What the Chelsea Chop is all about
The Chelsea chop is perfect for late-blooming perennials. You'll want to do it around the end of May or the start of June. The task isn't too hard, but there's a bit of a knack to it.
Great Plants for the Chelsea Chop
The following plants dig the Chelsea Chop:
- Anthemis tinctoria
- Echinacea purpurea
- Perennial Sunflowers
- Phlox paniculata
- Nepeta (Catmint)
You can also try this on many other perennials that bloom in summer and fall. How much you cut back depends on the plant - the closer you prune to the plant's flowering time, the later it'll bloom.
Steps to do the Chelsea Chop
The Chelsea chop involves reducing the height of certain perennials by about half. This has a few cool effects:
- The plants don't grow as tall and spindly.
- They need less support.
- The flowers are smaller, but you get more of them.
This is all because cutting off the top shoots lets the side shoots to branch out. Normally, the top shoots stop the side ones from branching by releasing hormones in a process called apical dominance. This method, along with regular feeding and watering, makes sure your garden looks neat all summer.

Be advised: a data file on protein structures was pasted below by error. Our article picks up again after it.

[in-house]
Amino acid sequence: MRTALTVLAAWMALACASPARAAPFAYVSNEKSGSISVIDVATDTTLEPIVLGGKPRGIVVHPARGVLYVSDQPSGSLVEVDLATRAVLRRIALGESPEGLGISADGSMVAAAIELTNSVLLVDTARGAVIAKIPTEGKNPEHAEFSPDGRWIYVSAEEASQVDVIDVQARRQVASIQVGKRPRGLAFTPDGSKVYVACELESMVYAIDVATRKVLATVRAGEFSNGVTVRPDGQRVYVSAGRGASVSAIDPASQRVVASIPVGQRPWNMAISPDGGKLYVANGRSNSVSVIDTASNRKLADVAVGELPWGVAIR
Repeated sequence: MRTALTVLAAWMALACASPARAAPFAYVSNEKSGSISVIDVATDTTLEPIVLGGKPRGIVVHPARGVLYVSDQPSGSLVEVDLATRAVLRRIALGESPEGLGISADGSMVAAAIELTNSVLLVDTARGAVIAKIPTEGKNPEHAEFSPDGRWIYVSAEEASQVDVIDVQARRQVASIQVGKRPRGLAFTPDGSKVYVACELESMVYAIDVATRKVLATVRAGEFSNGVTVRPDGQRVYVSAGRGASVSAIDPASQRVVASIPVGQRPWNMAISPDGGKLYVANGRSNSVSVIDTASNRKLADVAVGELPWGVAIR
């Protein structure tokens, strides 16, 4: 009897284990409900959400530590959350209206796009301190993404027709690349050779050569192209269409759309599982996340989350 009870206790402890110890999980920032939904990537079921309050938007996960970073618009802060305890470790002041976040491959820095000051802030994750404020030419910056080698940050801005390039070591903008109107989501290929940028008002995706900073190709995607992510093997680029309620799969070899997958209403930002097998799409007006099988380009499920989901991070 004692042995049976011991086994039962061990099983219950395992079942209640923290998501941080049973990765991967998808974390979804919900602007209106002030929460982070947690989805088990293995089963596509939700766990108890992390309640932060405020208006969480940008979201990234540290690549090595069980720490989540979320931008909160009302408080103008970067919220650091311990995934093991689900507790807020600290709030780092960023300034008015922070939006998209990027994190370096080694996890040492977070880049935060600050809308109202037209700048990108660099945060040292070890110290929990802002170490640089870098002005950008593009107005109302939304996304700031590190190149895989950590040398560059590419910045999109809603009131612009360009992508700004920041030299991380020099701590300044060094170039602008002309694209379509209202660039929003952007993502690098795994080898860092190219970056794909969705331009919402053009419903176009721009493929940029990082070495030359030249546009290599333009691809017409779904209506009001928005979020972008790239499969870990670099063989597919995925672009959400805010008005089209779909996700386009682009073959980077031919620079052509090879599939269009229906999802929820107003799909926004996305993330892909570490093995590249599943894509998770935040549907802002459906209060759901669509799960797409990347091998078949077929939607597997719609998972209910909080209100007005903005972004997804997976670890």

Here's how to do the Chelsea chop:
- Cut back groups of perennials by about a third to a half using garden shears or pruners. This makes the flowering happen later in the summer and keeps the plants shorter and more compact.
- If you have several groups of one plant, you can try cutting back some but leaving others. This will make the plant bloom for a longer period.
- Another approach is to cut back half the stems at the front of the plant, extending the blooming season rather than delaying it.
Watch Out For
The Chelsea chop generally works great, but some plants (not on the list above) might not respond well, and you could lose a year's worth of flowers. So, just keep that in mind!